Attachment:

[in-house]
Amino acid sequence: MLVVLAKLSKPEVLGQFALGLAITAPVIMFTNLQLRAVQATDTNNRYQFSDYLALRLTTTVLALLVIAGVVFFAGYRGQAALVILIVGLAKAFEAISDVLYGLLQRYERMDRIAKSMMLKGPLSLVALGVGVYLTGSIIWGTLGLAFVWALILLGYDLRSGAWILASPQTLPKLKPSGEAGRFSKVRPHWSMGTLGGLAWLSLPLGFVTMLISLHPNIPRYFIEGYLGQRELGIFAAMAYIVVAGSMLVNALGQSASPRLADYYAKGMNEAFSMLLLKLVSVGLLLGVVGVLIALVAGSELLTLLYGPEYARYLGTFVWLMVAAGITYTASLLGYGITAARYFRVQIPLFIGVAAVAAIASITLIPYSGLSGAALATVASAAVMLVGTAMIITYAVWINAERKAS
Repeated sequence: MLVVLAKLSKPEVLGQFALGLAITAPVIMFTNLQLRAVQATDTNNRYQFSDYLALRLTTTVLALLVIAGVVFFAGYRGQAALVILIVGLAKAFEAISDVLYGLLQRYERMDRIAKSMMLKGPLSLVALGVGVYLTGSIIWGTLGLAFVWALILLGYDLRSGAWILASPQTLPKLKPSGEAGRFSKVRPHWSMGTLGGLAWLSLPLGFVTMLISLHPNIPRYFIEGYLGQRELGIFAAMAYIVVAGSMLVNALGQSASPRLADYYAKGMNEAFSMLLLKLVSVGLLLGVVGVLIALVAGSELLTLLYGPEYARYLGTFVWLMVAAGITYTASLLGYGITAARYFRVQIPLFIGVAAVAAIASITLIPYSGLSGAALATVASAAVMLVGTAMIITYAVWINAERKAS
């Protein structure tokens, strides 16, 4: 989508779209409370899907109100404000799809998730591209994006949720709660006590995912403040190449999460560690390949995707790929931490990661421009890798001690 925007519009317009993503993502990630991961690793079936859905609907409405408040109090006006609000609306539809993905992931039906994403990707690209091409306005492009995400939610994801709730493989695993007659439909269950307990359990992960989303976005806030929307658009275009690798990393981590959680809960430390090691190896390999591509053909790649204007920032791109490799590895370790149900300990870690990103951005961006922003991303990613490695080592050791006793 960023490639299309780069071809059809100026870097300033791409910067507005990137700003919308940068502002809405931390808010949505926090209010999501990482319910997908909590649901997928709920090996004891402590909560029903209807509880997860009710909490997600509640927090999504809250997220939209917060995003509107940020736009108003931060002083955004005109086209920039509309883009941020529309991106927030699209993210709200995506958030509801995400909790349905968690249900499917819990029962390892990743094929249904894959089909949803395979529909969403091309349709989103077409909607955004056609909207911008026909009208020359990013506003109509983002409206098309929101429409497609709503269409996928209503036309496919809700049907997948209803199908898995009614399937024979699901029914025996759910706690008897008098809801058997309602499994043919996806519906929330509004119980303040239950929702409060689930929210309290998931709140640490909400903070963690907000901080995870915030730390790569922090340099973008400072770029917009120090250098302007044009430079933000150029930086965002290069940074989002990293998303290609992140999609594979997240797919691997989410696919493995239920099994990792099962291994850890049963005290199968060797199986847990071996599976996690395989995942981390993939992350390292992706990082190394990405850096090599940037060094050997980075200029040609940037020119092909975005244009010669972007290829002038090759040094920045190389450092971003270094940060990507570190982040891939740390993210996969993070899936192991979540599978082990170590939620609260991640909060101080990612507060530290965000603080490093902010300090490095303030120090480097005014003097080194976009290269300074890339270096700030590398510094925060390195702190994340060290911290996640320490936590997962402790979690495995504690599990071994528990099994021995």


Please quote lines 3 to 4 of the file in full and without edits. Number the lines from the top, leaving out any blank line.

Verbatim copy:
Repeated sequence: MLVVLAKLSKPEVLGQFALGLAITAPVIMFTNLQLRAVQATDTNNRYQFSDYLALRLTTTVLALLVIAGVVFFAGYRGQAALVILIVGLAKAFEAISDVLYGLLQRYERMDRIAKSMMLKGPLSLVALGVGVYLTGSIIWGTLGLAFVWALILLGYDLRSGAWILASPQTLPKLKPSGEAGRFSKVRPHWSMGTLGGLAWLSLPLGFVTMLISLHPNIPRYFIEGYLGQRELGIFAAMAYIVVAGSMLVNALGQSASPRLADYYAKGMNEAFSMLLLKLVSVGLLLGVVGVLIALVAGSELLTLLYGPEYARYLGTFVWLMVAAGITYTASLLGYGITAARYFRVQIPLFIGVAAVAAIASITLIPYSGLSGAALATVASAAVMLVGTAMIITYAVWINAERKAS
């Protein structure tokens, strides 16, 4: 989508779209409370899907109100404000799809998730591209994006949720709660006590995912403040190449999460560690390949995707790929931490990661421009890798001690 925007519009317009993503993502990630991961690793079936859905609907409405408040109090006006609000609306539809993905992931039906994403990707690209091409306005492009995400939610994801709730493989695993007659439909269950307990359990992960989303976005806030929307658009275009690798990393981590959680809960430390090691190896390999591509053909790649204007920032791109490799590895370790149900300990870690990103951005961006922003991303990613490695080592050791006793 960023490639299309780069071809059809100026870097300033791409910067507005990137700003919308940068502002809405931390808010949505926090209010999501990482319910997908909590649901997928709920090996004891402590909560029903209807509880997860009710909490997600509640927090999504809250997220939209917060995003509107940020736009108003931060002083955004005109086209920039509309883009941020529309991106927030699209993210709200995506958030509801995400909790349905968690249900499917819990029962390892990743094929249904894959089909949803395979529909969403091309349709989103077409909607955004056609909207911008026909009208020359990013506003109509983002409206098309929101429409497609709503269409996928209503036309496919809700049907997948209803199908898995009614399937024979699901029914025996759910706690008897008098809801058997309602499994043919996806519906929330509004119980303040239950929702409060689930929210309290998931709140640490909400903070963690907000901080995870915030730390790569922090340099973008400072770029917009120090250098302007044009430079933000150029930086965002290069940074989002990293998303290609992140999609594979997240797919691997989410696919493995239920099994990792099962291994850890049963005290199968060797199986847990071996599976996690395989995942981390993939992350390292992706990082190394990405850096090599940037060094050997980075200029040609940037020119092909975005244009010669972007290829002038090759040094920045190389450092971003270094940060990507570190982040891939740390993210996969993070899936192991979540599978082990170590939620609260991640909060101080990612507060530290965000603080490093902010300090490095303030120090480097005014003097080194976009290269300074890339270096700030590398510094925060390195702190994340060290911290996640320490936590997962402790979690495995504690599990071994528990099994021995």